SOMO: ‘Booming e-cars threaten humans and environment’
“The electric vehicle boom is threatening to drain communities and the planet resources,” warns SOMO in a report called ‘The Battery Paradox‘. SOMO is a Dutch, ‘critical, and independent non-profit knowledge center’ that focuses on multinationals.
SOMO, short for Stichting Onderzoek Multinationale Ondernemingen (Foundation for Research of Multinational Enterprises), says it analyses their activities and the consequences for humans and the environment.
Mineral demands skyrocketing
Now that electric vehicles’ popularity is booming, the demand for minerals like lithium, cobalt, nickel, manganese, and graphite is skyrocketing. NGOs and other organizations complain about the destructive social and environmentally polluting effects of exploiting those minerals.
A recent report by the World Bank, they say, estimates that demand for lithium, cobalt, and graphite could grow by nearly 500 percent by 2050. They also report water and soil pollution by using chemicals, chasing local communities, child labor, and exploitation.
They mainly point at current lithium mining in Southern America, specifically in Argentina, Chile, and Bolivia – the so-called ‘Lithium Triangle’ and the Democratic Republic of Congo, which produces about two-thirds of the world’s cobalt. The latter often in medieval mining conditions, child labor included.
They don’t seem to take into account in their conclusions the fact that lithium is to be found on far more places on earth. The EU wants to support recycling, its own extraction, and processing, precisely to achieve ‘strategic autonomy’, it announced in September.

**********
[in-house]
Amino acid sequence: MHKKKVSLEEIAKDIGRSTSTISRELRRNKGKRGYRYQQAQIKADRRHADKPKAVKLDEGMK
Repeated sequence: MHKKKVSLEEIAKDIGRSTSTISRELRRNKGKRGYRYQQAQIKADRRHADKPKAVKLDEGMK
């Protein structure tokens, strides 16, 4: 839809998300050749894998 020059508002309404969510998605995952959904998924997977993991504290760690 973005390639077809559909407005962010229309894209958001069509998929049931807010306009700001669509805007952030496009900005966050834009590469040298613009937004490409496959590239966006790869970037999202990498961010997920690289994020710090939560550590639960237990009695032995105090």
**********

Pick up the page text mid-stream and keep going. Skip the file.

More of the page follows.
Batteries without nickel or cobalt?
The EU is thinking of the creation of an ‘alliance for rare metals and minerals’ as it did for the so-called ‘Airbus of batteries’. It wants to mine lithium sustainably. The Commission is looking at Portugal or the expertise of Polish coal mines, for example.
Neither is mentioned in the key findings the industry’s effort to minimize the use of rare metals like cobalt for batteries. China’s Contemporary Amperex Technology Co. (CATL), the world’s biggest manufacturer of battery cells and batteries, is developing a new type of electric-vehicle battery that contains no nickel or cobalt, the company communicated in August.
COMO believes the problems will only grow since the US, Europe, and China have decided to focus as much as possible on electric vehicles in the coming years. Three years ago, they even created the Global Battery Alliance for it. However, this way, the transition to clean transport can hardly be called ‘sustainable’.
In the long term, the situation will become unendurable, the research foundation says. Therefore, the European Union and the countries involved should reduce the mineral and energy demand for passenger road transport. The way to do that, SOMO believes, is that countries should support and promote car-sharing, ride-sharing, and public transport.
The Dutch researchers want strict monitoring of the battery production process. Companies should be forced to map the entire production process of batteries. States should promote efficiency strategies to use fewer materials and energy, promote reuse, and optimize recycling.
They should also guarantee that a battery would be made free from pollution without violation of human rights. Today, they don’t pay enough attention to what’s necessary at the end of the battery’s lifecycle.
States and the EU should facilitate a democratic public debate to discuss alternative strategies to address the impact of passenger road transport that includes participating mining-affected communities, workers, environmentalists, and civil society, and that is based on environmental justice and respect for human rights.